Tesla Model S Priced at $69,420 in Jab at Lucid Air
Meme lord and Tesla CEO Elon Musk has declared that the price of the Model S sedan must be both lower than its competitors...and a total joke. Starting tonight, potential owners will pay just $69,420 for Tesla's full-size four-door, the second time in a week the Model S has seen a significant price slash.
Presently, the Model S Long Range costs potential buyers $71,990. This is after a $3,000 cut was announced earlier this week, and following a separate $5,000 reduction that took place in May. This makes the Model S roughly 10 percent cheaper to buy at the end of the day today than it was at the beginning of 2020.
The news was announced via a tweet from Musk himself, along with a note that "the gauntlet has been thrown down." While speculative, Musk's philippic wording comes just hours after rival EV startup Lucid announced its upcoming Air sedan would undercut the Model S at $69,900 (after taking into account the $7,500 federal tax credit), all while promising 406 miles of all-electric range versus the Model S's 402 miles. And let's not forget that just last month, Lucid took aim at the Model S's by boasting about a 9.9-second quarter-mile time.
It's worth noting that this isn't the first time Musk has made a reference to this number. He's also sold shorts for $69.420, followed just 69 people on Twitter (though that number has now increased) and smoked weed on the Joe Rogan podcast. Hell, even his birthday is 69 days after April 20. Presumably, antics like this by Musk and Co. are precisely why Tesla doesn't feel the need to splurge on traditional advertising.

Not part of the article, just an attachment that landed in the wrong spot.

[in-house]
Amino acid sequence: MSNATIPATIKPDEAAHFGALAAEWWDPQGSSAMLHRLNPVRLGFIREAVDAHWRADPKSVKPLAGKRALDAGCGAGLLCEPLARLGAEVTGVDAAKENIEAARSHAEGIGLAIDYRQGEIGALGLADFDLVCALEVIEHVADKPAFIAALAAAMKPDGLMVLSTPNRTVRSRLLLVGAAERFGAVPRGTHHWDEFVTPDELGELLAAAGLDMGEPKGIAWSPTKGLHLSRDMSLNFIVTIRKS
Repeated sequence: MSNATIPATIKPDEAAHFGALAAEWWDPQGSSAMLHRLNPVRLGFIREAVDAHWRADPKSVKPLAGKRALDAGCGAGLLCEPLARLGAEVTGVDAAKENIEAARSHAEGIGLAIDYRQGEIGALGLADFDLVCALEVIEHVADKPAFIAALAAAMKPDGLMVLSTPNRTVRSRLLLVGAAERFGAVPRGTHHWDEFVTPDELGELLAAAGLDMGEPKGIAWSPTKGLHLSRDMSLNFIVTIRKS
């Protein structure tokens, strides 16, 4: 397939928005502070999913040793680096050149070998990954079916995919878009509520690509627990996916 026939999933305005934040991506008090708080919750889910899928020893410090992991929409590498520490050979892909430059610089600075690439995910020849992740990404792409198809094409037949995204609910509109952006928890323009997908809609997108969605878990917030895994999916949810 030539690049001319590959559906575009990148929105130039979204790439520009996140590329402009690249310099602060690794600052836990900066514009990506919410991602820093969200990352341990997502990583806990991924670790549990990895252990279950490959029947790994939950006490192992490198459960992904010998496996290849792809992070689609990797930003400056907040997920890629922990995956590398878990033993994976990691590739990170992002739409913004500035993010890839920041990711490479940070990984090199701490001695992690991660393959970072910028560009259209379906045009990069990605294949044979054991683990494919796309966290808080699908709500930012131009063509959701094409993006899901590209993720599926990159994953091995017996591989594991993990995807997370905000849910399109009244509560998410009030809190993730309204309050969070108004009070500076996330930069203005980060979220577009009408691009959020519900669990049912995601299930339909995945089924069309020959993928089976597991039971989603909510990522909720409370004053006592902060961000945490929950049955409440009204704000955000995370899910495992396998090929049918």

On a more serious note, Model S and X sales are stagnating. Because Tesla doesn't release sales figures on each vehicle independently, one might assume the price drop that happened earlier this week speaks to a greater problem with sales volume of the Model S in particular as the Model X did not receive a discount. Meanwhile, Model 3 and Y deliveries have been rapidly ascending, and as Tesla looks to begin deliveries of the seven-seater Model Y variants in the next few months, that number is likely to continue its upward trend.
Between more companies gunning for the Model S's market share and Tesla cannibalizing its own sales with lower-cost vehicles, the California automaker needs a miracle to keep the Model S relevant in the market moving forward. It might be one of the best purchases for buyers in the luxury EV sedan market right now, but that doesn't mean it will be in the future without a significant overhaul of some sort.
Tried and true? Sure. But revolutionary? For now.
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